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Mediators of Inflammation
Volume 2011 (2011), Article ID 429501, 9 pages
Research Article

Impact of Short-Term Systemic Hypoxia on Phagocytosis, Cytokine Production, and Transcription Factor Activation in Peripheral Blood Cells

Department of Internal Medicine I, Division of Cardiology, Friedrich-Schiller-University, Erlanger Allee 101, 07740 Jena, Germany

Received 29 January 2011; Accepted 14 April 2011

Academic Editor: Tânia Fröde

Copyright © 2011 Michael Fritzenwanger et al. This is an open access article distributed under the Creative Commons Attribution License, which permits unrestricted use, distribution, and reproduction in any medium, provided the original work is properly cited.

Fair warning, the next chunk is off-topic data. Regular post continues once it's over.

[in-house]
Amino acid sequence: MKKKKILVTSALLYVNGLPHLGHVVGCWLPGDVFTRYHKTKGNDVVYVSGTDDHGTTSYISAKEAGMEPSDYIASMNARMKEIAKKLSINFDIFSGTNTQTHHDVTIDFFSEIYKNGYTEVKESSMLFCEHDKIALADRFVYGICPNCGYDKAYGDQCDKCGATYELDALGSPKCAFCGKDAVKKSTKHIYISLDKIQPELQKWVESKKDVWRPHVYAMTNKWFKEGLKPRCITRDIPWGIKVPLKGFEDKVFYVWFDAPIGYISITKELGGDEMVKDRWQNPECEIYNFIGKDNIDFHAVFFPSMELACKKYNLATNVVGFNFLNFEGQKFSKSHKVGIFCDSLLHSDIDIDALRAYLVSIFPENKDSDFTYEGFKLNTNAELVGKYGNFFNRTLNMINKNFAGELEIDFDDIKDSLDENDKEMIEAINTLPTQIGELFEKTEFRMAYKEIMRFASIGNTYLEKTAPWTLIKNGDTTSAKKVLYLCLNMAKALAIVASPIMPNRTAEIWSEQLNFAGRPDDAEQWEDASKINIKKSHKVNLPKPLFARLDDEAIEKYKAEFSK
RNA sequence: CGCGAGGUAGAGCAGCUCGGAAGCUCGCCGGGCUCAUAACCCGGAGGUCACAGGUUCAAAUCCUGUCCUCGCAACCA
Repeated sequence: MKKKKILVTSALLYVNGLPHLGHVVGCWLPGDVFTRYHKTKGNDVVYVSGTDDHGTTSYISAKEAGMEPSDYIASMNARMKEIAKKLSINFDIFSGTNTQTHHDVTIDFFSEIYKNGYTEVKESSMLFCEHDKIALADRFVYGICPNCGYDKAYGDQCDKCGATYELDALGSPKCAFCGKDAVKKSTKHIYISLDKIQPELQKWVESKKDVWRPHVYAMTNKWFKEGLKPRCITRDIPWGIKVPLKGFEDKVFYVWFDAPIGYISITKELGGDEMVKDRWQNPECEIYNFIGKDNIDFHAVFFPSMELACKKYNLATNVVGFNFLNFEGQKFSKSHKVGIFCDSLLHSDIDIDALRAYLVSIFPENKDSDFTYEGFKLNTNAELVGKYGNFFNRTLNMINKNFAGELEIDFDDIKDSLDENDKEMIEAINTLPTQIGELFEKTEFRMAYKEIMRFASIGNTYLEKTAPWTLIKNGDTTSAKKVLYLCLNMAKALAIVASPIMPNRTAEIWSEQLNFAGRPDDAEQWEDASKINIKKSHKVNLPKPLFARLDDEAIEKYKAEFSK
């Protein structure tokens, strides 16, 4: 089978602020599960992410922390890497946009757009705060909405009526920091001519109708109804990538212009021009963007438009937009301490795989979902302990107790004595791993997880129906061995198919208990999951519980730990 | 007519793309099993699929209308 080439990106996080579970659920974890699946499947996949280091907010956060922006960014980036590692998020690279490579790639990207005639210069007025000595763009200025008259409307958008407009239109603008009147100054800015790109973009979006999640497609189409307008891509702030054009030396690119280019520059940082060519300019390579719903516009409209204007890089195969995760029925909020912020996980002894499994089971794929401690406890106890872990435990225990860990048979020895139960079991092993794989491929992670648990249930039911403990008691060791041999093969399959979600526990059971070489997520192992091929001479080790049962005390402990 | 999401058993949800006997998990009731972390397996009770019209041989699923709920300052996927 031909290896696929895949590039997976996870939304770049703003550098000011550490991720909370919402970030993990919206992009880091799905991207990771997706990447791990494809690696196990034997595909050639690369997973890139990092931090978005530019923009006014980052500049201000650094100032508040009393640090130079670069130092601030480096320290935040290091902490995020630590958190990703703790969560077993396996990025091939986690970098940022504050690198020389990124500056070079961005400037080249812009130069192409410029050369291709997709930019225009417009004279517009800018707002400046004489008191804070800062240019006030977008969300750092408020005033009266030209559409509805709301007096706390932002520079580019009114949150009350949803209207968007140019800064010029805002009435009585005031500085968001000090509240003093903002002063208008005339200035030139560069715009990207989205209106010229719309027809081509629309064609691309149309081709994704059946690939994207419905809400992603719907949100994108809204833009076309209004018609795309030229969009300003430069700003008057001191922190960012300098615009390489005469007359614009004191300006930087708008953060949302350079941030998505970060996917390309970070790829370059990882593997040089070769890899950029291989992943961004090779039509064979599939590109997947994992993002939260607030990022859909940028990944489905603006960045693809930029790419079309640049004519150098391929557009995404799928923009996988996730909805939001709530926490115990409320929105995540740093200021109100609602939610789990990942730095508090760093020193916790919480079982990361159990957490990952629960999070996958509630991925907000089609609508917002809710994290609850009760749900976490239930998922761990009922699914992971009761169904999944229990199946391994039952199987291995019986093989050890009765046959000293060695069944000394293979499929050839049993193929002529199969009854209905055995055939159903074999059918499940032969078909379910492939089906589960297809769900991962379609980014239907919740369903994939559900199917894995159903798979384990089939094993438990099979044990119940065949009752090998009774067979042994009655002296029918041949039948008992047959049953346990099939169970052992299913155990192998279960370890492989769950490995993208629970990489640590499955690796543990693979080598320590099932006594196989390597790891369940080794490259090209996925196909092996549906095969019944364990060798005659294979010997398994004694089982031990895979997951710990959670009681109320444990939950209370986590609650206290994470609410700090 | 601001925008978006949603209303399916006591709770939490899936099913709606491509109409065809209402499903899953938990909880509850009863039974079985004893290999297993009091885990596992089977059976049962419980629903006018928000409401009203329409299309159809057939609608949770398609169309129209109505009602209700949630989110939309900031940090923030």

Hypoxia frequently associated with certain physiologic and pathologic conditions influences numerous cellular functions. Because the effects of short-term hypoxia are incompletely understood, we examined phagocytosis and cytokine production as well as the activation of the transcription factors HIF-1 and NFκB in peripheral blood cells of healthy volunteers exposed to an oxygen concentration equivalent to that found at a height of 5500 m. Furthermore, we analysed plasma HIF-1 and serum concentrations of various HIF-1-dependent genes. Results showed that short-term hypoxia increased phagocytosis in neutrophils without affecting monocyte phagocytosis. Hypoxia decreased basal TNFα concentration in monocytes and basal interferon γ concentration in CD4+ T lymphocytes. In contrast, plasma HIF and serum VEGF concentrations were not affected by hypoxia, although serum EPO concentration was raised. In PBMC, hypoxia increased cytosolic HIF-1 concentration without affecting nuclear HIF-1 concentration and led to a rise in the nuclear NFκB in PBMC. Our results show that short-term hypoxia affects immune functions in healthy individuals. Furthermore, we speculate that the effects of hypoxia are not due to HIF-1, but are caused by the activation of NFκB .